Evidence on the portfolio holdings and transaction patterns of households suggests that the burden of inflation is not evenly distributed. We build a monetary growth model consistent with key features of cross-sectional household data and use this framework to study the distributional impact of inflation. At the aggregate level, our model economy behaves similar to standard monetary growth models within the representative agent abstraction. Inflation has, however, important distributional effects since it is effectively a regressive consumption tax. Thus, neglecting the distributional consequences of inflation may prove misleading in assessing the effects of inflation in our economy.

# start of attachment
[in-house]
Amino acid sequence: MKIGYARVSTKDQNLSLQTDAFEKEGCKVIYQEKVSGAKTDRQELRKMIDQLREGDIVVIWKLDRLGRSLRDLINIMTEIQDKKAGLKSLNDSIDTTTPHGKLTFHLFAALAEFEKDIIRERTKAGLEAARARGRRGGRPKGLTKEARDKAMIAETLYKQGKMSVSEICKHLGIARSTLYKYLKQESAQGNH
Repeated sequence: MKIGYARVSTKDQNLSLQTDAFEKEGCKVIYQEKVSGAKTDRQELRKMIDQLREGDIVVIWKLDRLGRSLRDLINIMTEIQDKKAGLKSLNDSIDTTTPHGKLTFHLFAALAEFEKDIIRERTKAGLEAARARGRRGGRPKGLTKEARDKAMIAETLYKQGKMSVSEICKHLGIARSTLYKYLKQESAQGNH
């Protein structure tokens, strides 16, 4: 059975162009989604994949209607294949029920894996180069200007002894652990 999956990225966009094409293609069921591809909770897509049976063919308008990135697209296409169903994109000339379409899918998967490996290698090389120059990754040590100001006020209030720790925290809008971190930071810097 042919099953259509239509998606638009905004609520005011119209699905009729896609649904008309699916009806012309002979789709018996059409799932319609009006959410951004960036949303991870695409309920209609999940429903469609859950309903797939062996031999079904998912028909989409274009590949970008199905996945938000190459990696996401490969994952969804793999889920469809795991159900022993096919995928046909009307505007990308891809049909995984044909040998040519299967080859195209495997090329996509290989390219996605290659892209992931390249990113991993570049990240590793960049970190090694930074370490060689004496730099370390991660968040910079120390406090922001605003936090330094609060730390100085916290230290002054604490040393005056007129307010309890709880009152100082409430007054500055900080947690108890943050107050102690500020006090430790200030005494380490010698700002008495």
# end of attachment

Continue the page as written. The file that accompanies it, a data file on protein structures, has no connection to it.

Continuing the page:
ASJC Scopus subject areas
- Economics and Econometrics